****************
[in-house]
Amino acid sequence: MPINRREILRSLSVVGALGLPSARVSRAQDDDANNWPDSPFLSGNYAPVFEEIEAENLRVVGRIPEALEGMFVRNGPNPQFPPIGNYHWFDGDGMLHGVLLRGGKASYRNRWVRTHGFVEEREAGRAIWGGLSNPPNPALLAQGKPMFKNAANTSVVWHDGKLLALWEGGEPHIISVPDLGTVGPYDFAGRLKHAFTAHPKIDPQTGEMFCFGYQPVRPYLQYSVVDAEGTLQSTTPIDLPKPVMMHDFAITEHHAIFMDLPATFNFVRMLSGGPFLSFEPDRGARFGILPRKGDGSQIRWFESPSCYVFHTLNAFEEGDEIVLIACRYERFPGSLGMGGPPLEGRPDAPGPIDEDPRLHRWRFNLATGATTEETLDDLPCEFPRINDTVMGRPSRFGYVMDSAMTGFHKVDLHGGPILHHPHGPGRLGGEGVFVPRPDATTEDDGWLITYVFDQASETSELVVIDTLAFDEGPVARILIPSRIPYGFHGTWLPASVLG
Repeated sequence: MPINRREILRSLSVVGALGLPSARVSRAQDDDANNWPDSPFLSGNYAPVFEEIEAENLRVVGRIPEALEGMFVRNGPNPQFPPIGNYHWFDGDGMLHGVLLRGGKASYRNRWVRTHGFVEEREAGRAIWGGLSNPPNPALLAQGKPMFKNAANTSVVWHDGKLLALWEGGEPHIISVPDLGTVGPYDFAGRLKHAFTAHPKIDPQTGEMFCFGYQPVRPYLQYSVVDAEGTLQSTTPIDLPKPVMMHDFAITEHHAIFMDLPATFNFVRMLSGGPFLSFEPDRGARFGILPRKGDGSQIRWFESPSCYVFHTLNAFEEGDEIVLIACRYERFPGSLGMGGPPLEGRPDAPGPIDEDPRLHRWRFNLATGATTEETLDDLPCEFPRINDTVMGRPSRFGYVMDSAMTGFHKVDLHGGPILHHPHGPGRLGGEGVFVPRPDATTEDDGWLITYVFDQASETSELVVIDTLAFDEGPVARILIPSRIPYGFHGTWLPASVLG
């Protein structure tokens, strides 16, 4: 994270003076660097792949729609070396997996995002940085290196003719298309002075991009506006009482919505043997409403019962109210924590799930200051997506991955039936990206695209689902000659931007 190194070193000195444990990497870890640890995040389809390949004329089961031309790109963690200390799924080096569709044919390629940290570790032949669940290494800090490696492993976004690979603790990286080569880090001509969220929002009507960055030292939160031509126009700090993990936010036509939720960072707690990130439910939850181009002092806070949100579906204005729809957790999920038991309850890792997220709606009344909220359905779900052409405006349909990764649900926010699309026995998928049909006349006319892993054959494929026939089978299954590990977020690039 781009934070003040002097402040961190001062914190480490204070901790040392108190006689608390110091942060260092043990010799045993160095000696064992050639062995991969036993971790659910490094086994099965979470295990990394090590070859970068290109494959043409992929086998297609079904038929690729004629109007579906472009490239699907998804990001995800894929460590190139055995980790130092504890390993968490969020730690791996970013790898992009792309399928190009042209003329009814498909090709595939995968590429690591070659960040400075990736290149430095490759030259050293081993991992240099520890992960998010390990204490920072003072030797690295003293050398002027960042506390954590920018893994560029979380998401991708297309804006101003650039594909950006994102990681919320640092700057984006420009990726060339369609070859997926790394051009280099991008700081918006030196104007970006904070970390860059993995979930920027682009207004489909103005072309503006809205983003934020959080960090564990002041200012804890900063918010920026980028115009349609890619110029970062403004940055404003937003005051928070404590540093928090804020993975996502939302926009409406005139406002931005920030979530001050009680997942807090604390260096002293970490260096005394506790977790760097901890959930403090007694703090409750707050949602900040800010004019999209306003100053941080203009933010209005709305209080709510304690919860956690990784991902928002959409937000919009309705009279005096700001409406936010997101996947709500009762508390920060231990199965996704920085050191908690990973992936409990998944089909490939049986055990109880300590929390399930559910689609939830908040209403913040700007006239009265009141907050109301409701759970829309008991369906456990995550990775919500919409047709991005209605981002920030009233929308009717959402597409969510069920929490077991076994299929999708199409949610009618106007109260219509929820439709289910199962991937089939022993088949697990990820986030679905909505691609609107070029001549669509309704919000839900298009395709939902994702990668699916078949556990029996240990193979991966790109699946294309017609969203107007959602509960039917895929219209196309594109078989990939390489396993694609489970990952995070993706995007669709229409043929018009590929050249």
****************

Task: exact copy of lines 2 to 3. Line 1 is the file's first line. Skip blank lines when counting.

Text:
Amino acid sequence: MPINRREILRSLSVVGALGLPSARVSRAQDDDANNWPDSPFLSGNYAPVFEEIEAENLRVVGRIPEALEGMFVRNGPNPQFPPIGNYHWFDGDGMLHGVLLRGGKASYRNRWVRTHGFVEEREAGRAIWGGLSNPPNPALLAQGKPMFKNAANTSVVWHDGKLLALWEGGEPHIISVPDLGTVGPYDFAGRLKHAFTAHPKIDPQTGEMFCFGYQPVRPYLQYSVVDAEGTLQSTTPIDLPKPVMMHDFAITEHHAIFMDLPATFNFVRMLSGGPFLSFEPDRGARFGILPRKGDGSQIRWFESPSCYVFHTLNAFEEGDEIVLIACRYERFPGSLGMGGPPLEGRPDAPGPIDEDPRLHRWRFNLATGATTEETLDDLPCEFPRINDTVMGRPSRFGYVMDSAMTGFHKVDLHGGPILHHPHGPGRLGGEGVFVPRPDATTEDDGWLITYVFDQASETSELVVIDTLAFDEGPVARILIPSRIPYGFHGTWLPASVLG
Repeated sequence: MPINRREILRSLSVVGALGLPSARVSRAQDDDANNWPDSPFLSGNYAPVFEEIEAENLRVVGRIPEALEGMFVRNGPNPQFPPIGNYHWFDGDGMLHGVLLRGGKASYRNRWVRTHGFVEEREAGRAIWGGLSNPPNPALLAQGKPMFKNAANTSVVWHDGKLLALWEGGEPHIISVPDLGTVGPYDFAGRLKHAFTAHPKIDPQTGEMFCFGYQPVRPYLQYSVVDAEGTLQSTTPIDLPKPVMMHDFAITEHHAIFMDLPATFNFVRMLSGGPFLSFEPDRGARFGILPRKGDGSQIRWFESPSCYVFHTLNAFEEGDEIVLIACRYERFPGSLGMGGPPLEGRPDAPGPIDEDPRLHRWRFNLATGATTEETLDDLPCEFPRINDTVMGRPSRFGYVMDSAMTGFHKVDLHGGPILHHPHGPGRLGGEGVFVPRPDATTEDDGWLITYVFDQASETSELVVIDTLAFDEGPVARILIPSRIPYGFHGTWLPASVLG